Needed: Easier Dual Computing

29Apr08

I know of a simple way to sell a lot more computers in the U.S.:  dual computing.

Sometimes your computer is not available and working properly.  Its hardware is malfunctioning, or its software is screwed up, or it is preoccupied with video rendering or some other processor-intensive task, or it is going through some kind of diagnostic process.  Or maybe it is working fine, but for some reason it is not able to install and run a piece of hardware — VoIP, say, or some video device.  Or you want to test a piece of hardware while maintaining your connection with the Internet, or while continuing to write up the test process or do some other work at the same time.  Or it needs to be rebooted so that some software can install.  Or maybe it needs to boot into a different operating system.  Or maybe you wish that it *could* boot into some other operating system — Linux, say, or Mac.

For various reasons, it can be handy to have a second computer.  This can be done:  just buy or build a second computer.  That means a whole separate bulky, space-consuming case, and all the ingredients that go into it.  You’ve got extra electricity consumption, extra heat production, and extra noise.  Then, if you want to run both computers from a single monitor, keyboard, and mouse, you have to learn about KVM switches, ghosting, and other problems and fixes.

After losing a large amount of time to some hardware issues last year, I decided to go ahead with the process of setting up two computers.  It has been worthwhile.  I would think, though, that it would be possible to make dual computing more of a common thing — to design a case, say, that would work with two motherboards, or a motherboard that would not only support two computers but that would also be able to combine the forces of those computers for especially demanding applications.  Hard drives could be internal or external; basically, all of the things that a person wants with two computers could be incorporated into one redesigned computer case — permitting, say, removal of a nonworking motherboard (or its processor-supporting daughterboard) from one side of the case while the other side was still powered up.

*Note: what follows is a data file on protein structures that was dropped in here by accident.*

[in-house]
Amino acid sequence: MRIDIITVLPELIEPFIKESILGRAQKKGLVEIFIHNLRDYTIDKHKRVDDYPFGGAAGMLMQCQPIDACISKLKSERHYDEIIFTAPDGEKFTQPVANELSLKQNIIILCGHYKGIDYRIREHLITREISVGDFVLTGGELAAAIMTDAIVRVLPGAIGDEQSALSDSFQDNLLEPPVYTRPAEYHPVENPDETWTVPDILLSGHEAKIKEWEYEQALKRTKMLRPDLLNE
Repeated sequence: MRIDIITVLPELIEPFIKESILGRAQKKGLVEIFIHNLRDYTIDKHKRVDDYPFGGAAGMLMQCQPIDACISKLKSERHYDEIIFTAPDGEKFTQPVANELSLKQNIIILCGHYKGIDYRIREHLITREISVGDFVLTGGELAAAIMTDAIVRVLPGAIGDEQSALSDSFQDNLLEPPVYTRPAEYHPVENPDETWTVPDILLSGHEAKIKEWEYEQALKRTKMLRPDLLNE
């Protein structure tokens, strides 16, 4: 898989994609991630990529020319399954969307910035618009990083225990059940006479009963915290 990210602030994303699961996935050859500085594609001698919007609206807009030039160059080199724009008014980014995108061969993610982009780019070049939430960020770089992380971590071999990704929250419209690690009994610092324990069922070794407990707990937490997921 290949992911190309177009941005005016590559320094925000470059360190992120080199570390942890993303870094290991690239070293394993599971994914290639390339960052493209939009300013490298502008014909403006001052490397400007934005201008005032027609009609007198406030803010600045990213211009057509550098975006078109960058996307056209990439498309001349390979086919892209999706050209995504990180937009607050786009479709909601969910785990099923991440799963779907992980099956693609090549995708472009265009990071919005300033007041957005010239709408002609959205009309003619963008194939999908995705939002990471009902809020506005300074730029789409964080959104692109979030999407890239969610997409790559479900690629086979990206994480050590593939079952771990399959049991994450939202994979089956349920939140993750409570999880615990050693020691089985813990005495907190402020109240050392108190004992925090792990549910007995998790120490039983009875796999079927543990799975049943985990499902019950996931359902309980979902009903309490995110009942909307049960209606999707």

Advertisements


No Responses Yet to “Needed: Easier Dual Computing”

  1. Leave a Comment

Leave a Reply

Fill in your details below or click an icon to log in:

WordPress.com Logo

You are commenting using your WordPress.com account. Log Out / Change )

Twitter picture

You are commenting using your Twitter account. Log Out / Change )

Facebook photo

You are commenting using your Facebook account. Log Out / Change )

Google+ photo

You are commenting using your Google+ account. Log Out / Change )

Connecting to %s


%d bloggers like this: